Panther In the Glove

Begin where you are.

Trust Emily to put a Panther in a Glove. How did the Panther get into the Glove? Trouble put it there. Only the sort of trouble that a sensitive girl poet could find.

#244, c. 1861

It is easy to work when the soul is at play —
But when the soul is in pain —
The hearing him put his play things up
Makes work difficult — then —

It is simple, to ache in the Bone, or the Rind —
But Gimlets — among the nerve —
Mangle daintier — terribler —
Like a Panther in the Glove

Even when she doesn’t feel like work (terribler! and curiouser, too) Emily is working. She can’t help it. The factory between her ears never shuts down. Well, maybe after she’s dead. Although knowing her, she’ll find a way to continue producing a poem a day even after that change in management.

Yet even when her soul feels like a panther tearing at the inside of the glove, her skin, she writes her daily missive from the darkness behind her eyes. She does this by bringing her attention to what is, instead of dwelling on what she’d rather be. Imagine the force of will it takes to come to the task and craft a sensible work of beauty, when you feel as though the underside of your entire body’s worth of skin is opening to shreds beneath the claws of a wild animal. We have each felt that way at one time or another, although we might not have pulled that precise image from the darkness: a panther inside a glove. Most of us would not be able to make coffee in such a state, let alone write a poem.

Emily sits down to work and makes work out of the thing that wants to stop her work. Even the most ugly, most threatening, all these are fit for her pen because she is writing herself always.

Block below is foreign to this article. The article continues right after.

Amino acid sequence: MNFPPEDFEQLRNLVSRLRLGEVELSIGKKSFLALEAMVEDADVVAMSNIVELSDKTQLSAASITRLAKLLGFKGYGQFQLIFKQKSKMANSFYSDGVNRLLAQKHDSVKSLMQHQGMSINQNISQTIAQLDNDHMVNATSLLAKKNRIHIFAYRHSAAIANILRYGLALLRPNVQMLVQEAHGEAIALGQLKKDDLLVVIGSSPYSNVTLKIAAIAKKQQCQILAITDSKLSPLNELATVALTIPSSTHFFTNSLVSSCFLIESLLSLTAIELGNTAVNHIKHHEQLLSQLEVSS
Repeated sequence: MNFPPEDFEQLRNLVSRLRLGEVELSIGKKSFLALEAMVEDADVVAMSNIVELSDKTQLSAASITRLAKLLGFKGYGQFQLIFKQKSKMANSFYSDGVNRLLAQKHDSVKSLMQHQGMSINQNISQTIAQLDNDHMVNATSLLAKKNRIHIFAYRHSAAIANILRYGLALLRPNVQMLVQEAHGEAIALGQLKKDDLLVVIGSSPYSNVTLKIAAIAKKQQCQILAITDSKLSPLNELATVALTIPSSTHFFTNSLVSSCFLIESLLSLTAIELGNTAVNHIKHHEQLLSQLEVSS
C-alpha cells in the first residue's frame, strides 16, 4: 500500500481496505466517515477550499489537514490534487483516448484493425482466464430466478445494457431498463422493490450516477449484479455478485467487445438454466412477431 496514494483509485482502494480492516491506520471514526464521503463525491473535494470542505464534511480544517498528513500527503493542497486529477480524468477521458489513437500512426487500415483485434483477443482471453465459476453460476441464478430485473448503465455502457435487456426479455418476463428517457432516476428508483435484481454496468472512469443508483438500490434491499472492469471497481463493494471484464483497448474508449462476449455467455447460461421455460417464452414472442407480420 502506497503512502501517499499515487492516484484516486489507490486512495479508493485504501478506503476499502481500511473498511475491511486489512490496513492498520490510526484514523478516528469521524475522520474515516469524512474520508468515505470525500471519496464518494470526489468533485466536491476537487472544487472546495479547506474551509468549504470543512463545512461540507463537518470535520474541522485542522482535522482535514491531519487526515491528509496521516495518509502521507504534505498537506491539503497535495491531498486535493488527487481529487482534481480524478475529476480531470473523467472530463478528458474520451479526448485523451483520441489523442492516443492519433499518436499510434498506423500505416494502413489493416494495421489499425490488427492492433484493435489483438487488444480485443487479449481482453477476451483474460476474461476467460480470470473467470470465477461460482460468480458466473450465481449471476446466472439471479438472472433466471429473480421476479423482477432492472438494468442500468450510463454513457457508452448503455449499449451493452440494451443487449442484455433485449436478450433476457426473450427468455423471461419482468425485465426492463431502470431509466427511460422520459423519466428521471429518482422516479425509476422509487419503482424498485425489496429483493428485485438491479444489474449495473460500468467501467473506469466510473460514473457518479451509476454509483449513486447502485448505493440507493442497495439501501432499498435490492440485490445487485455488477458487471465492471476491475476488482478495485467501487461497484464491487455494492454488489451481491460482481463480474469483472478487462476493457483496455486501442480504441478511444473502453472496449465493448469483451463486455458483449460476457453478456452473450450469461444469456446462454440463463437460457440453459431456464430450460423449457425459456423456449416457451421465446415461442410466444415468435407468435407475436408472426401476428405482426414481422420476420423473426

It’s a good thing she is so complex, otherwise this self-interest could become sterile. Sometimes I think Emily withdrew from society because she knew her inner life was so rich, too rich really, that it would require all her attention to investigate. The world must have shrunk into trivial chaff by comparison.

She is sometimes criticized for being self-absorbed and not writing about the worldly events of her time. For example, she lived through the Civil War, but does not take this as material for her poems. My sense is she was after a form of purity by compulsion. A mind seeking an unadorned sense of itself. Anything that did not contribute to that investigation undermined the work.

Not merely a miniaturist, Emily telescoped into the war within herself. When you can conceive of your own soul as a panther, you are locked in a psychic civil war. Not the quivering mouse, her soul is the wild hunter (characterized here with the masculine “him”) driven by pain to ferocious attacks on its own container. The image of the panther does not make concrete the “pain” of the poem, not the cause of the distress. The panther is the soul transformed by pain.

That such a slip of a girl could envision her own soul as something so enormous, destructive, savage, intractable, muscled, fur-covered, ravenous, crazed with pain . . . (Here again is that spiritual hunger for the communion table but now enlivened, shocked, made violent and huge.) All this strikes me, not as self-absorbed or self-indulgent, but astonishingly self-aware. Subtle difference. What an intimidating revelation of Self to Self. Daunting because she knows that once she names it and claims it, she has to hold that panther, live with it, feed it. She has to find a place at the communion table for this ravenous animal.

It must be exhausting to be Emily all day.

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